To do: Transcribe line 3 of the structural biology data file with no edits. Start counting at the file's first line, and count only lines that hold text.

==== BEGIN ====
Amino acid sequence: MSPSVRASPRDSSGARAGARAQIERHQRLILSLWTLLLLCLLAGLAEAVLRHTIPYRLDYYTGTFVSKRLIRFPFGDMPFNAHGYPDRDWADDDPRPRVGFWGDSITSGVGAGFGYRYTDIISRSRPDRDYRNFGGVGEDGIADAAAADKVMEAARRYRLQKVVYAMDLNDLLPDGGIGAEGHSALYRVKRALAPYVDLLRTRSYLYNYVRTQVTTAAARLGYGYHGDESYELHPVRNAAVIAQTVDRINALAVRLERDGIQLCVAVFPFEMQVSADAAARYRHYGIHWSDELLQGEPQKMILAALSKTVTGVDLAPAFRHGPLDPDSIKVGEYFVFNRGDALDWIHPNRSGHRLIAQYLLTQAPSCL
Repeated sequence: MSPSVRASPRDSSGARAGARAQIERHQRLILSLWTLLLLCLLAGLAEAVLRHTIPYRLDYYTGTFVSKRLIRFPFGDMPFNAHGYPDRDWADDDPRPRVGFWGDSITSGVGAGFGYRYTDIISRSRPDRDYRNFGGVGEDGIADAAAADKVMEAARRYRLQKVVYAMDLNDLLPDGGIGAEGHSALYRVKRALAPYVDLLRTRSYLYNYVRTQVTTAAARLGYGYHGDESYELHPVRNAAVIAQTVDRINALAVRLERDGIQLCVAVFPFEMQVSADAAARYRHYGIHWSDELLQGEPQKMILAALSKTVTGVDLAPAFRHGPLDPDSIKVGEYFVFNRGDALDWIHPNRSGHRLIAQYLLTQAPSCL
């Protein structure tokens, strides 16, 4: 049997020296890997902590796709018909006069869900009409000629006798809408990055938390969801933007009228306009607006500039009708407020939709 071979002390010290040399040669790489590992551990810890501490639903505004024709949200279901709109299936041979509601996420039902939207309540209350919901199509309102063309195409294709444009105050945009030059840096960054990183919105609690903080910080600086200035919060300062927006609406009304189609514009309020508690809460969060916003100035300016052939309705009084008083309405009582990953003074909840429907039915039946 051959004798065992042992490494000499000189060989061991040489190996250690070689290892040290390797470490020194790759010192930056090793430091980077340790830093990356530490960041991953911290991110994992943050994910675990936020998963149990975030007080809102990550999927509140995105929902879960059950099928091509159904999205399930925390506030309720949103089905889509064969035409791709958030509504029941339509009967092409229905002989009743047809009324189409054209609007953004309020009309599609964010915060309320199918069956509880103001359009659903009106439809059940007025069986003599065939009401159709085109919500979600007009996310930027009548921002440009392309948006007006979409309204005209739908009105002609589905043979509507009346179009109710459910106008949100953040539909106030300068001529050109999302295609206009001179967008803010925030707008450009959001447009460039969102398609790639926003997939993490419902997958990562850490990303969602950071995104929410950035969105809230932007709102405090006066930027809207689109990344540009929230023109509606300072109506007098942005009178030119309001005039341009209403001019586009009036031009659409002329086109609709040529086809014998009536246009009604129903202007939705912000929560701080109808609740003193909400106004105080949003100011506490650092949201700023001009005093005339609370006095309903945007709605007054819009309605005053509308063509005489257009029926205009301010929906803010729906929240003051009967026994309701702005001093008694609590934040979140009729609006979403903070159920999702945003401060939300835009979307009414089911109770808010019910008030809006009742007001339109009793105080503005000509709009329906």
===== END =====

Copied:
């Protein structure tokens, strides 16, 4: 049997020296890997902590796709018909006069869900009409000629006798809408990055938390969801933007009228306009607006500039009708407020939709 071979002390010290040399040669790489590992551990810890501490639903505004024709949200279901709109299936041979509601996420039902939207309540209350919901199509309102063309195409294709444009105050945009030059840096960054990183919105609690903080910080600086200035919060300062927006609406009304189609514009309020508690809460969060916003100035300016052939309705009084008083309405009582990953003074909840429907039915039946 051959004798065992042992490494000499000189060989061991040489190996250690070689290892040290390797470490020194790759010192930056090793430091980077340790830093990356530490960041991953911290991110994992943050994910675990936020998963149990975030007080809102990550999927509140995105929902879960059950099928091509159904999205399930925390506030309720949103089905889509064969035409791709958030509504029941339509009967092409229905002989009743047809009324189409054209609007953004309020009309599609964010915060309320199918069956509880103001359009659903009106439809059940007025069986003599065939009401159709085109919500979600007009996310930027009548921002440009392309948006007006979409309204005209739908009105002609589905043979509507009346179009109710459910106008949100953040539909106030300068001529050109999302295609206009001179967008803010925030707008450009959001447009460039969102398609790639926003997939993490419902997958990562850490990303969602950071995104929410950035969105809230932007709102405090006066930027809207689109990344540009929230023109509606300072109506007098942005009178030119309001005039341009209403001019586009009036031009659409002329086109609709040529086809014998009536246009009604129903202007939705912000929560701080109808609740003193909400106004105080949003100011506490650092949201700023001009005093005339609370006095309903945007709605007054819009309605005053509308063509005489257009029926205009301010929906803010729906929240003051009967026994309701702005001093008694609590934040979140009729609006979403903070159920999702945003401060939300835009979307009414089911109770808010019910008030809006009742007001339109009793105080503005000509709009329906």